Omaha daily bee. (Omaha [Neb.]) 187?-1922, September 19, 1907, Page 4, Image 4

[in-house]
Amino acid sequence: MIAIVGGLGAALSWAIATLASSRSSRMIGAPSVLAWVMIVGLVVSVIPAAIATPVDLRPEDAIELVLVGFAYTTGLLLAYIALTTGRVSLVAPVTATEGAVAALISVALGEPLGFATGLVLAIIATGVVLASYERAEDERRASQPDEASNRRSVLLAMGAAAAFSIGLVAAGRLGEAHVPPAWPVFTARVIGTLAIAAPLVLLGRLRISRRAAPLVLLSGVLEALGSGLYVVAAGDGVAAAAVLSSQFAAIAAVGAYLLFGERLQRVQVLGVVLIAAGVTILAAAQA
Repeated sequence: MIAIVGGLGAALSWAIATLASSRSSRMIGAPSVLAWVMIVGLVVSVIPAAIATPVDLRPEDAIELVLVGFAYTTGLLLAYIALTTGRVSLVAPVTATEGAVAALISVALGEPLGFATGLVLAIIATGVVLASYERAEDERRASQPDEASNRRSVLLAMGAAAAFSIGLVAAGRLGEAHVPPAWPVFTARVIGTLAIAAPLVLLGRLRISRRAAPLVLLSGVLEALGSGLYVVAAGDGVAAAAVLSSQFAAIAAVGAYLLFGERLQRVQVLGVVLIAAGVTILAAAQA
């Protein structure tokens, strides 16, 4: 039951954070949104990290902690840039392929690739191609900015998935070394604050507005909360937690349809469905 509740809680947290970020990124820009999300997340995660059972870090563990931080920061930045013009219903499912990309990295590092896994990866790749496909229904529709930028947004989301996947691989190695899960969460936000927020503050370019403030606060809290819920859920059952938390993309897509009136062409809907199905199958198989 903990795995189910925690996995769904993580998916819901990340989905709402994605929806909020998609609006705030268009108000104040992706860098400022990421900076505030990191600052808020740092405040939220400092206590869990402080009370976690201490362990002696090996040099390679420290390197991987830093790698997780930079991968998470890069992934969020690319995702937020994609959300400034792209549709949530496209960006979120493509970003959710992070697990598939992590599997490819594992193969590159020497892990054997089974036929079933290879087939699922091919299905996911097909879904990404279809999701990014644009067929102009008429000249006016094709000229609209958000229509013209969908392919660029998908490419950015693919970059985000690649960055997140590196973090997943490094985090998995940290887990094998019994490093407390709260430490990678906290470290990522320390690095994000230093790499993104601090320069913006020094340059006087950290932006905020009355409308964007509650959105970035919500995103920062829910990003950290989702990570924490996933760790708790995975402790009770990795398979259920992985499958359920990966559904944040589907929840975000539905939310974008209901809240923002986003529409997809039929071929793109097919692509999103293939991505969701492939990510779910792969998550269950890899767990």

4 THE OMAHA DAILY BEE: THURSDAY. SEPTEMBFJl 19. 1907. The Omaha Daily Dee FOtNUKU ET EDWARD ROEEW ATE.R- V1CTOR KOBE WATER. EDITOR. Enured at Omaha Postofnc a cood tiasa matter. TKHMfl OF SUBSCRIPTION, pally Bee twlthiut Sunday), cna yr..4 00 1-ailr and Eundsr, on year Jf Sunday !!. 0n year J Ealurday I;ee, one year.. " DELIVERED BT CAF.RIER. Ially tsee (Including Sunday), per week..l5 I'ally b (without Sunday, per week. .100 Lvanlng H! (Without Sunday), per week ie Evenlrg Bee (with Sunday), per wee...lfte Address all rorarlalnts of Itreru'eritlea ra delivery to City Cireuls'lnn Department. OFFICES. Omaha-Th Bee Building, South Omaha City Hall Building. Council Bluffs 15 feeott Pttreet. Chicago lv Vntty Building. New rork-lV H"me Mf Insurance Bag. Washington Vi Fourteenth Street. correspondence. Communlrations relating to news and dl torlal matte should he addressed. Omaha Bee, Editorial Department REMITTANCES Remit by draft, express or portal order arable to The Re Publishing Company. Only I-eent utarnp recejvad In payment of mall account personal checks, exeept cm Omaha or eastern exchange, not accepted. STATEMENT OF CTRCCLATION. ttat rf Nebraska, Douglas county. Oeorre It. Tzsebura;, treaaurer of T worn, say that tha actual number "f I full and rompleta copte of Tha pally Morning. Evening and Sunday Bea pnniei during the month of August, 107. wa follows: i , a,75o it e,04o J 30.S4O It 36,800 87.040 II 87 W0 4 SS.SOO SO 87.000 f 37,440 11 3040 , 3430 ttr. 3,30 1 34,700 ti . 34.M0 t 80,840 14 3,S0 t M.O0Q tt 35,000 10 34430 tt 30.730 11 33,850 17 WW 11 37J40 It II 37410 II... ' "MOO 14.. 30,700 tO 30,840 It 30.770 II... 30440 1 30,360 ' Totl ; a.130330 Lees unaold and returntd copies, lie Net total . . . frelly average ; x,i3o.m 30,364 QEO. B. TZ8CHUCK. Treaaurer. Subscribed In my presence and aworn to before ma this Hit day of August, 10I. (Seal) M. B. HLNOATE, Notary Public. WHEJI OCT OF TOWN. Saawertaers leaving- tha elty porarllr shaald kara Tha MallaO ta them. A acres will cka(t aa aftea a retiaeetecU The reported shortage of the oats crop does pot refer to the wild kind. Before complaining about this Sep tember heat, think of the saving In coal.. "When should a boy put on trou sers?" asks the Boston Globe. In the morning. The king of Slam, having bought fourteen new dahshunds, may be said to be long on dogs.' Thomas F. Ryan Is said to bold the key to the situation by the organiza tion of a typewriter trust. The vacation season Is about over and an estimate may now be made on the average cost of freckles. Several of the aspirants ought to be thinking about sending their presiden tial boom to Muldoon's for repairs. Lieutenant Governor Chanler would look bigger to New York democrats If Governor Hughes were not so much bigger. Mayor "Jim" was roped In by the people up at Chadron. Down hero In Omaha the people have been roped In by'Mayor "Jim." ' Fashion writers assert that curves are going out of fashion. They have never been in fashion with the Wash ington ball team. Morocco does not know Just what a modus Vivendi means. In this case It means a division of the spoils, with Morocco playing the role of spoils. The Ohio democrats will make, the usual annual discovery that the repub licans pf the state' always do their domestlo fighting between elections. It 10 not Explained why that Kansas City mob abandoned, its effort to lynch a man who flayed - trombone In an apartment house fourteen hours a The waning summer has not been without . Some redeeming . features, Senators .Beverldgo and Dick have both been on the mute list most of the time. "The voice of the people" has spoken against ' fusion In Nebraska The Question is. whether the demo- pop political manipulators will heed their oracle. A' wild bull created havoc the other day Vy a race through a Philadelphia street. It must have been a western product, as the Wall street bulls have all teen tamed. Tho lord mayor of Orleton, over In EngUod, loft 1400,000 to Vale. Th Yale authorities never heard of him. butiaro pleased to make his posthu mous acquaintance. see no need of tariff revision," says Chairman Payne of the ways and means committee ot congress. Sotue t lints there is none so blind as those what think they see. Chicago may need a new charter, tut an adverse majority of more than 60,000 is conclusive that Chicago does not want tho particular charter just submitted tor ratification. Omaha will be one ot tho few west ern cities to put up a horse show this year. While Omaha may be slow at getting started in these fads, It is never tho first to drop out rABctL rosr riioroa mo.ve. The Trlstate Jewelers association, assembled in convention at Cincinnati, has injected a new element Into the discussion of the parcels post propo sition by adopting a resolution Indors ing the plan, "when the point of ship ment and delivery are both In the same rural free delivery route." This plan, it was argued before the conven tion, would help extinguish the deficit In the postal revenues and would at the same time prevent tha catalogue and mall order houses, all of which are in cities not on the rural free de livery routes, from using the parcels post to further encroach on the retail merchants. Perhaps It would be unjust to hint that the express company combine had a hand in qualifying this Indorsement of the recommendation that Postmaster General Meyer will make to the com ing congress for the adoption or ex tension of the parcels post system. However, the resolution is framed along the line of what the express com pany representatives have been fight ing for these many years. The adop tion of such a limitation by congress would Interfere only In slight degree with the monopoly which the express companies now enjoy in the trans portation of merchandise denied mall privileges, under exiting postofflce regulations. It would prohibit the use of malls for parcels post purposes, to the manufacturers and merchants of the larger cities and give a decided preference to the dealers In the smaller towns which happen to be the focal points of rural free delivery. The mall order houses would get around it by appointing a distributing agent in each town to reshlp their consign ments. Up to date, little has been offered to show that the country merchants have any pronounced opposition to the parcel's post. Representations to this effect appear for the most part to be the result of agitation by Interested parties under influence of the express companies, rather than of action by the retail merchant in the smaller towns and villages. Unless congress can be shown that the inauguration of a parcels post system would work a real hardship on the country mer chants, something more effective than the half way resolutions of the brand of the Trlstate Jewelers' association will be necessary to stop favorable consideration ot the postmaster gen eral's program. a it other cnjLLEKat From tiproit. 81r Thomas Llpton will try once more to lift the America's cup. Out here in the west, where maritime knowledge is confined largely to fa miliarity with the movements and pos sibilities of the schooner' prairie and the other kind the Information does not cause an especial thrill, unless it be for the gameness ot the true sport who has been thrice whipped and Is still In the ring. Perhaps an addi tional significance attaches to the latest challenge In the fact that it comes through the Royal Irish Yacht club, instead ot the Royal Ulster, as In former efforts to lift the America's cup. The word "Irish" Is vastly more eloquent and potent than the word "UUter." The Irish have saved every country but their own and the name has a pleasing and catching sound. Couple this with the fact that the new yacht Is to be called "Shamrock IV." and many people will see dangerous strength In the combination ot "Irlah" and "Shamrock.' Tho cup, much vaunted and much wanted, which was originally brought to this side of the Atlantic in 1851, after being won by the yacht "Amer ica" In the contest of that year off the Isle of Wight, has remained In peaceful possession of this country until 1871. Since that time, eleven different efforts have been made to restore the emblem to the British possession, but the cup is still here. Sir Thomas Llpton has made three trials for It and has won the admira tion ot the American people by show ing that be is a true sportsman and a cheerful loser. If he can win in the next contest, no American will be grudge htm the honor; still, wo fancy that wo know something about yachts In this country and Sir Thomas will find It bard to break tho Americans of the fixed habit of holding their own against all corners'. THB VOICC OF TBI PKOPLI." The official canvass of the votes cast at the recent state-wide primary In Ne-t braska discloses, what might naturally have been expected, that notwithstand ing the fact that each was running on both tickets, the populist candidate for supreme Judge has received the populist nomination and the demo cratic candidate for supremo Judge has received the democratic nomination. Summing the result up in a word, while the democrats and populists had an opportunity to fuse at the' polls, they have failed to take advantage of that opportunity because the condition of fusion on the part of tho democrats was that the populists accepted the democratic candidate and coatrary wlse, the condition' of fusion on the part of the populists was that the dem ocrats accept the populist candidate. If fusion upon a single candidate Is to be effected now It must be by forcing one of these nominees off the ticket and substituting tho other In his place. But "tho voice of the people" has spoken and it tho rule of the majority is to bo respected no fusion can take place. By their primary election bal lots the democrats have declared that they do not want Judge Albert to head thfelr ticket and the populists have de clared that they do not want Judge Loomls as their standard bearer. "The voice ot the people" has been distinctly registered against fusion snd to pro duce fusion now by whatever method of persuasion Is to overrule and repu diate "tho voice ot the people." It is not to be expected that any lit tle thing like steadfast devotion to principle will stand In the way of merging the democratic and populist tickets In Nebraska this fall. After the merger has taken place, however, the democratic and populist spell binders will be duo to speak lightly for awhile about "tho voice ot the people." 777 E OKLAHOMA COSBT1TVT10S, Advices Indicate that the constitu tion prepared by the proposed state of Oklahoma has been ratified by an overwhelming majority and that the democratic candidates for offices In the new state have been elected. This action places It before President Roosevelt to decide whether the two territories shall be admitted to state hood as one state. The situation is peculiar, In many respects. The constitutional conven tion, which prepared the constitution Just voted upon, was largely demo cratic, and prepared a document that Is by many considered something of a freak In the line of state constitutions. It provides for the initiative and refer endum, for state wide prohibition for twenty-one years, and then offers a code of laws, which opponents ot the measure contend should have been left to the state legislature. The consti tution also embodies the Goebel law, made famous or infamous In Ken tucky, which leaves nothing to chance In elections and gives the democrats authority and power to gerrymander the state so as to eliminate republican chances for many years. President Roosevelt has considered the Oklahoma constitution, as en dorsed by the constitutional conven tion, at some length and, while he has given no official opinion on the subject, the Impression prevails that the document Is to him far from sat isfactory, its critics contend that the convention should have adopted a plain, simple constitution, complying with the enabling act, and left all de tailed legislation to future sessions of the legislature of the new state. The voters, however, have decided on the original plan and, as they have to live under the constitution of their own making, the chances are that the ad ministration at Washington will ac cept the situation and that the presi dent will issue a proclamation at an early date, adding the forty-sixth star to the flag. BAROS VOir STXRXBtRO'8 RETIRE MKXT Natives of Germany In America will regret to hear that Baron Speck von Sternberg has voluntarily asked his government to recall hip from ' hi position as German ambassador to the United States. Baron" "Speck," as he was familiarly known In political and diplomatic circles at Washington, has done more perhaps than any other one man to strengthen tho friendly rela tions between the United States and Germany. Having succeeded a line of German ambassadors of the stolid type, Baron "Speck" entered into tho true western spirit and avoided many diplomatic complications by his keen apprecia tion of the difference between Amer ican and German sentiment. He be came a close personal friend of Presi dent Roosevelt, enjoyed to the fullest degree the confidence of the state de partment and succeeded with marked ability and cleverness. In securing satisfactory adjustment of every ques tion arising between this nation and Germany during his service at Wash ington. He is now taking a vacation and will be succeeded at Washington in November by Herr von Tschlrschky, at present secretary of foreign affairs of the German empire. The redeeming feature of the retire ment of Baron "Speck" is that after a brief respite he will become head of the Foreign office 'at home and will be In position to further strengthen and develop, the cordial friendship that has been established between this country and Germany during his so journ here. roCKTAlLS. It that cocktail alleged to have been served at the Fairbanks home in Indianapolis when the president made his Decoration day address there, Is to be made an issue In the next presi dential campaign, the American people will want to know all the facts In the case. As the story was first circulated, the guests on that occasion were served with cocktails. For a few days the public laughed at the joke and wished It was in on it. and then it was discovered that some sober-minded people were taking the matter se riously. The vice president refused to dignify the story by1 discussion, leaving everyone to draw his own conclusions of tho bibulous episode. But the climax came or was precipi tated when Bishop Berry ot the Metho dist Episcopal church announced at Detroit that "either President Roose velt or Secretary Loeb, and not Mr. Fairbanks, was responsible for the cocktails served at the luncheon tend ered them by the vice president at Indianapolis." Secretary Loeb, who occasionally grows weary ot playing scape-goat, retorts with this; Tha atatemnt la too abaurd to be (Ivan any credence. Neither tha preeldent nor his aacretary either directly or Indirectly ordered anything- of. any kind at tha luncheon .In quaatlon or at any other luncheon where they were g-ueeta. On the face of things, Secretary Loeb's statement is unanswerable. To start with, no guest, not even the president nor his secretary, would feel justified In kicking on tho menu card of his host and ordering a cocktail on the side. But Secretary Loeb goes lame at the critical point. He is silent whether cocktails were served at all, or whether he or the president, or the vice president partook of them. He gives no hint, either, of the brand of the cocktails. Were they Manhattans or Martinis wet or dry old fash ioned whisky cocktails, Portsmouth cocktails, gin cocktails, or any of the other brands recognizable by the thirsty public and the man in the white apron who polishes the glass ware? Possibly they were only oyster cocktails, that cheer but do not In ebriate. In that case, the incident might be considered closed, but If the cocktails served were of any new variety the great American public will want to know the particulars and the ingredients and perhaps to. try one before passing Judgment. The contention of the railway law yers is that the State Railway commis sion has no right to fix grain rates be cause the rates on hauling grain be tween Nebraska points are constituent parts of interstate rates for hauling grain to eastern points. On the same theory no state railway commission could fix rates for transporting any commodity between -local points be cause there might be an . Interstate haul of the eame commodity Including the same local distance. It that Is the real basis of the railroad appeal to the federal courts the sooner the State Railway commission finds out where it stands the better. If Omaha is to be made attractive for Ak-Sar-Ben week by artistic deco rations it cannot be done by throwing the doors wide open for all sorts of hideous canvas signs. The objection able and ugly street booths and stands should also be nipped In the bud be fore people can put. up the plea that they have made plans which cannot be disturbed without pecuniary loss. Senator Depew Is surprised that there is so much sentiment in the country in favor of getting rid of the Philippines. Strange the senator has not discovered how much sentiment there Is in the rountry In favor of get ting rid of two United States senators from New York. Why should the populist nominee for supreme Judgo withdraw in favor of the democratic nominee? The dem ocrats will expect ithe populists 'to yield to the democrats on the electoral,, ticket next year and ought to be will ing to let the populists have the best of it this year. In view of .these' revelations of Standard Oil profits, that little 166, 000 donation of Mr. Rockefeller to help erect a $1O0,O('OO building for the University of Nebraska, looks so small as to be hardly worth mentioning. Nebraska's new echedulo of cream rates runs up to 600 miles. There are mighty few states out ot the whole forty-five that could, have a straight shipment covering close to 600 miles without crossing state boundaries. The democratic mayor of Council Bluffs has put himself on record in favor of cutting down the number of licenses across the 'river to ten. He must want to equalize the number of saloons and gambling houses. Lincoln is about to inaugurate a new national bank, . It is only a ques tion of time when the Omaha banking field will also be found too tempting to be resisted by ambitious financiers. Returns -show that Messrs. Hogg, Bacon and Steer' have been elected to the Oklahoma legislature. They should be keen on the Job of protecting the live stock interests of the territory. Emperor William recently fell from his horse while out riding. A few more breaks like that and the emperor will lose his chance of ever being com pared to President Roosevelt. The king of Denmark has a collec tion of eggs worth f 125,000. That is nothing. The farmers' wives in Ne braska make a collection of eggs as valuable aa that every day. The Way of . the World. ' Baltimore American. Tha distribution of food and evil la In proportion to the flower and weeds of the flelda, and tha compensation of wisdom, wealth, Irnorance and poverty la ever turn Ins: and twlatlPK around the corner of Im pulsive circumstances. Eapaaalaa; la Heal Valae. New York Tribune. The Interstate Commerce commission's report on the operations of the railroads for tha year 1906-4 shows a large Increase In gross earnings and net earnings. Rail road property Is not shrinking In real value, but expanding, and pessimism as to Its future seems both gratuitous and unreasonable. Caatloaa Aboat Tainted Money. Philadelphia Record. Colleges may continue to accept tainted money, but polltltlans have been getting shy of having thla aort of marked bills found upon them. Mr.' Burton, who pro poses to evict Tom Johnson from the Cleveland mayoralty, announces that he will accept no campaign contributions from any public service corporation, Inside of Cleveland or out of It. The corporations wlU have to And some other way of con tributing to tha defeat of the l-cent fare mayor. Tbla May Help Soaia. ; Philadelphia Record. All men In banks and In other positions where they are Intrusted with the handling of tha money of otlu r people are earnestly Invited to take notice that Runyan, the paying teller who put tlOO.uiO Into a suit case and walked off with It. and concealed himself for two weeks, haa been sentenced to seven years in tha penitentiary. It may help them ta resist temptation to poat tLla paragraph where they can spa It occasion ally. Not many thieves get much fun out of their steaUnsa ,t a BITS OP WASII1SOTOW LIFE. Minor Scenes aad Ineldeata Sketched a the pt. Waahlngtnn correspondents have mapped out a royal good time for Secretary Taft whlla making his homeward journey through the empire of the csar. The Brook lyn Tlmea' correspondent calls It tha moat notable trip ever undertaken by an Amer ican cltlsen. and givea these details: It Is expected that Secretary Taft and hi party will arrive at Vladivostok, Man churia, on the 11th of next Norember. The next day they will start on their long rail road Journey to 8t. Petersburg. The trip will occupy practically ten days. Including a stop of two Cays at Moscow. The arrangements for the Journey, which were completed In a .tentative way befo'ra Secretary Taft left Washington, hare been placed In the hands of the International Flet-t'lng Car company of Parts, which' op erates the trains de Uyt on the Trans-Siberian railroad. A special car has been provided for the secretary and his family. In It will be every convenience and comfort of a well-appointed home. It will be ele gantly fitted and furnished, divided Into compartments and provided with every fa cility known to modern travel. There tha secretary may rest or work, as may suit his fancy. Tho ether members of the party will be provided for equally well. Tha tratn will consist of three sleepers, a dining car and an observation car. The entire tratn will be beautifully and elaborately equipped. It will be In personal charge of a prominent official of tha company which operates the line, who will see to It that tha Taft party haa every desire anticipated. The first Important stop on the Journey from Vladivostok to Moscow In fact, tho only one of consequence will be at Irkutsk, the finest city In Siberia, not far from Lake Baikal, across which the Russian soldiers marched on the Ice en route to Manchuria during the Russo-Japanese war, and 3.35 miles from Moscow. According to the schedule of the train a stop of only two hours Will be made at Irkutsk, but an arrangement has been .made by which Secretary Taft may prolong his so journ there. If he desires to do so. The city of Irkutsk Is the center of the Ruseo Chluese tea trade, has a population of 60.000, Including 6.00 exiles, and Is an ad mirably appointed town. The scenery along the Trans-Siberian road is wild and Interesting and the views from paslng trains are magnificently pic turesque and beautiful. At tha various brief stopping points Becretary Taft's train will be supplied with fresh fruits, vege tables and other provisions. Throughout the long Journey the secre tary will be the guest of the crar of Rus sia and every Russian official, at any point en route will see to It that nothing is left undone that would add to the com fort and convenience and interest of th trip. On arrival at St. Petersburg Secre tary Taft will continue as the guest of the czar and will be accorded the most not able distinction. According to Secretary of Commerce Oscor S. Straus the division of information newly established In his department la to be a much mora far reaching Instrument than haa been supposed. It la not merely to aid In the distribution of immigrants, but to serve as a sort of government em ployment bureau for American working men. Mr. Straus' plana contemplate not merely the furnishing to working-men, as well as immigrants, of Information about where employment may be obtained, but the actual obtaining for them of a prom ise of employment before they leave one part of tho country for another. Hitherto It has been understood that this new bu reau was to aerye. only aa ' a means for supplying Immigrants with Information. ' "The last congress," said the secretary, "provided for a division of Information In connection with the bureau of immigra tion. I put at the head of this division one, of the most respected labor men In tho country, Terence V. Powderly, a man of broad experience and great ability. "It Is my hope to make this division really helpful to labor In general In plao log such Information before not only the Immigrants, but the laboring men through out the . country, as will enable them to supply the demand for remunerative labor in every part of the country. "I hope the division will be a kind of clearing house, so that the wage earner may obtain definite employment before moving from one section of the country to the other." James & Brown of Washington Is the only man In the world who ever had hie leg broken by $1,000,000. Mr. Brown Is a clerk In the Treasury department, and a tl, 2(0,000 bundle of greenbacks, falling on him from a truck, fractured his thigh. "Tea, that money came to me," said Mr. Brown the other day. "But I got It In the wrong way, didn't It Thinking of It after ward. It seemed to me I resembled a good deal the hunter who went out after panther. He, too, got something; but to him, too, It came the wrong way. Listen! "A hunter aet out one day to hunt, and a panther aet out at the same time to eat 'I muat have a fur overcoat,' said the hunter. " 'I,' sld the panther, "must have a din ner.' "Some hours later, In a lonely wood, the panther and tha hunter met. " 'Ah.' said the hunter, gayly, levelling his gun, 'here Is my fur overcoat' "And he shot; but the panther, dodging behind a tree, escaped unhurt "Then the panther rushed forth before the hunter could reload. ' 'Ah, here's my dinner," said the panther. "And he fell upon the hunter and de voured him. "Thus each got what he wanted, the hunter getting his fur overcoat and the panther getting his dinner." A Tampering Hint. Minneapolis Journal. Says Judge Gary of the Steel trust: "The time has gone by for the great corporations to Ignore the public". Right you are, judge, so kindly roll those rails some more. Railroad Earnlsgt I.araer Tha Ever. Chicago Record-Herald. Notwithstanding the low prices of stocks, railroad earnings for the past year have in many cases broken all previous records. This fact appears to bear out the theory that the price of stocks depends on the whim of Wall street and not on the condi tion of business. Gaeaawark ana Death. Chlcaso Record-Herald. Twenty-five killed In a train wreck In Vermont. WhyT It was because the trains coming from opposite directions were not running under speetflc orders from headquarters, but In stead were feeling their way along a single track In accordance with Information oc casionally furnished to the conductors as to the location of other trains. A little error In a dispatch between, two atatlons, a figure 30 Instead of M--that waa all. One conductor thought he had time to make a siding four miles away before the other reached It. The trains met halfway. The twenty-five dead furnish twenty-five substantial reaaons. If, Indeed, any new reasons are needed, why congTaa and the state legislatures should abandon their present halfway measures of regulation and pass stringent laws compelling the com panies to manage their roads without mur der as a side line. Bieentaiodid by li.rJlflf phyilclni an ehimlttt BAKING has obtained the confidence of the public. L It romelles with tha Piir Fiwt T r.1 .it ...... 2. It is tbe ealv bich-rrade t i. X. v- . t.w. Food prepared with it is free from Rocbelle Salts of Atum. S. It is tb strongest Baking Powder cn the market. I.OOO.OO glvon for any ubatanc) injurious to rtoolth round In Calna Is to eerereny aad sclentfncaHr . prepared that tha neutralisation of the Inrradleet Is absolutely perfect There fore alnae leave Roche" Salts er Alorn (a la feod. II is cheaaloalir correct. All Qroeori art Asthortzeo to Guarantee (hit aIamBaklnrPowdreosta little. Coats a Uttle more thaa the cheap. Injurious powders new ea the market, but It It big earing over the trust powders. Try Calumet Jl DOE. MADE IXSl-HAXCK LAW Cesnpany Penalised far Misstatements ta Policyholder. Philadelphia Record. Judge-mad law consists In theory merely of the application ot old and commonly accepted rule of conduct to new cases. In fact, the courts do not make law at all. They are not Innovator, like the legisla ture. Nevertheless, the application of an ancient principle by the Judges to a new state of facts often Is quite a far-reaching In effect as any statute. An Instance in point 1 tb recent decision of the New York court of appeal In the suit ot a policyholder who complained that the published statement of the company were misleading and presented the condition of the concern In a light more favorable than the truth warranted. The decision of the court was that the policyholder was en titled to a return of all premiums paid by him and all accrued earning without de duction for tbe cost of Insurance during the life of the policy or compensation of any kind whatever to the company. The decision Involved nothing more than an application of the principle that fraud vitiate a contract; still, as a restraining Influence on over-aangulne or unconscion able Insurance officers this Judicial dictum I comparable In effectiveness with a whole chapter of legislative saferuards from the Insurance code of a state. The possibility of having to return premium received on policies, together with all ac cumulated earning,, even on risk that have been carried for ten or fifteen years, will make the officer end director very careful about putting anything Into their annual or other statement that might be construed to hsv been untrue and de ceptive and. therefore, fraudulent. Tbe In ducement will be strong to publish all the facta, the favorable and tha unfavorable aa well. The remedy la not perfect; It may be the case that to an Inaurcd person who haa lost hi health or ha pasaed the finish of youth the contract 1 worth more than the returned premium would be. But no legal remedy I perfect, and o far as it goesand It roes very far the remedy ap plied by the court of appeals make for honest publicity and Improvement In the confidential relation between Insurers and Insured. , . ' PLATING TAO WITH DEATIf. Grwesonaa Beeord. of Aatomoblle Acci dents. Kansas City Journal. One of the regular and established ource of new upon which maker of newspapers have come to depend I the daily record of automobile accident. During the last rummer scarcely a day ha passed without It grew some story of ome seriou and often fatal accident to drivers and other occupants of automobile. Occasionally the monotony la varied when harm come to an Innocent pedeetrlan, or when an uncontroll able machine leap a wall, climb over a few trees, awlms a lake and land squarely In th mldrt of a picnic party. When one read of the desperate chance taken by the men who race motor car on the public roads . It la hard to feel a proper amount of sympathy for them when the Inevitable word cornea of their Injury. A long aa men will deliberately invite death by foolish and profitless diversion they muat expect the logical consequence of their own folly. The pitcher that goes too often to tbe well Is broken at last, and the speed maniac who continually places his life and the live of others in Jeopardy will 'suffer th final penalty. Automobile- racing seem to have been a logical evolution la the tr1vlng of men for speed. There Is something In the very fact or flying through the air at a breathless pace that intoxicates Its devotees, to their own undoing. For th time being. Judg ment la unhinged and all th natural ele ment of caution are lost In a wild freniy that has been' solemnly pronounced by a board of British experts as temporary In sanity, related directly with the mania for manslaughter and self-destruction. It does not require profound Investigation, how ever, to convince any wall balanced mind that lljn hysterical men who drive their powerful teaehlnes at the speed of th wind, flirting with titsth at every turn of their wheels, are menu My warped. Fortunately their class 1 small The maintenance of racing automobiles I ioj evpeaalve a pleas ure for most people. ' PERSONAL, KOTKS. Mrs. Effie W. Smith appealed to th O cult eourt yesterday for an Injunction to prevent her husband talking to her. Six palra of lover rushed to be mar ried In public at an Ohio county fair when a sewing machine wa offered. People who tart Ilia together with a good aewing machine make no mistake. The scientific expedition sent to tho Aleutian Island last spring by th Mass achusetts Institute of Technology, under the direction ot Prof. E. A. Jagger, has returned to Seattle. Prof. Jagger say th expedition succeeded In the exploration of all the Island of th chain from ITnlmak Fui to Atlcha. H. M. Bavllle, profeaaor of ethnology at Columbia university, who has spent nearly four month In making investigations and collecting data concerning th prehistoric races that he believed Inhabited th moun tain region and coast of Ecuador, haa ar rived In New York. He found the ruins of a city which he believes wa founded many year before the Spaniard settled in Ecuador. ' Dr. El wood Meade, formerly chief of th bureau of Irrigation ef the Department of Agriculture, and now living In Laramie, Wyo has acoepted the office ef chief of the Irrigation Investigation for Australia, which was recently tendered him by th British government. The place. It I stated, carri with It aa annual salary of 11S.0OO. Pr. Mead wa formerly stata engineer of Wyoming snd at one time professor of Ir rigation engineering at the Colorado Agri cultural college.' Fort Collins. Vlmer B. Pennypacker Of Westchester. Pa., executor ef the (130,000 eatate ef Joaeph Anderson, who died about a . year . ago. FIVE EASON8 WHY CALUMET POWDER Powder toirl t nn.r.i. .... : d J, "7 Calumet ha be min to give the money away. II presented 112,000 to the PhoenLxvllle hospi tal, and he ay he will continue giving until the fortune la all gone. Anderson left nearly all his estate to Mr. Penny packer, with the stipulation that he should give the proceed away exactly aa he pleased. Pennypacker is a clerk ot the ofllc of the county commissioners at a alary of tl.200 a year. Edward Morris, who succeeds hi father, the late Nelson Morris, as the head of the big Morris packing concern, was born in Chicago on October 1. IMA. He received his education In the public schools of the city and embarked In business with his father In 1880. Rapid promotion followed, and at the time of the death of Nelson Morris the son waa vice president and treaaurer of the company. He is also vice president and treasurer of the Falrbank Canning company, vice president at the Consumers' Cotton Oil company, and a director of th National Packing company, A. M. Roths child de Co. and the Union Rendering com pany. LAI GIII.XO) GAS. "Your bumD of destructlveness. "' salt, the phrenologist, "is large. Are you a soldier?" "No," wa the reply. "I am a chauf feur." The Independent. BUI Before launching Into- matrimony a man should always count the cost. Jill But how can he tell how much aM mony the Judge la 'going to allow? Yonkers Statesman. "Pa. what's the difference between an investment and a speculation?" ..Wnen 'ou 'n Investment, when you lose It s a speculation." Chi cago Record-Herald. , "I don't hear Gwendolln talking about ber afllnity any mure." , -"Nope." "What's wrong?" "Her affinity gave, her a falv commercial rating." Louisville Courier-Journal. "What's become of the Rollers? Thev were living very high the last I heard Of them. "They are still living high." "Are they?" "Yes; on the ninth floor of a tenement" Baltimore American. . r Speedy Has he a fine automobile? Yes, Indeed. He's been arrested twice." Cleveland i'lain . ... Handsome Customer (in art tore rd like to aret inmMhin. tk.t u. n . , i i suitable present for a young man. Salesman If you will pardon the bum-. gestlon, I think a nlcely-framcd portrait of yourself would Handsome Customer O, , he, wouldn't care for that. He's my husband, you know.-Chlcago Tribune. THE IRO.NY OF.. FATE. 8. H. Riser In the Record-Horald A young man loved a maiden fair Who thought him "sLTply grand." He had a surplus cf hot air For constant ua co hand. "Come, fly with trw." ! u-ed the moid Pne stotxl a w!t:' ra djaM Then shook her ttii and ad)y said "I fear to Tester "The equlnoxUl st.'rr-j. you know Will presently tv hrre. What If they besrn to blow Your gaa gave out. mjr dearf But still he stayed to urge the maid; At last she heaved a sigh And gava eon.'nt. wherefore they went Serenely forth to Ut. Alas, that love may never real A smoothly as it should; Her father had slipped out and done The worst a paent could. -.. ,,. The airship which the lover brought Lay punctured on the grass; Their sweet romance thus canje to naught Because of the laclt of ga-'ti " THE VICTOR lALhlili MVtUINL Differs Froza All Others Hlfl MISTIS'S vniCK I It reproduces even tlie most delicnte Blinding of musical tones and is the only machine on which you can Hear the world famous singers like Caruso, Melba, Schumann Heink and others. . 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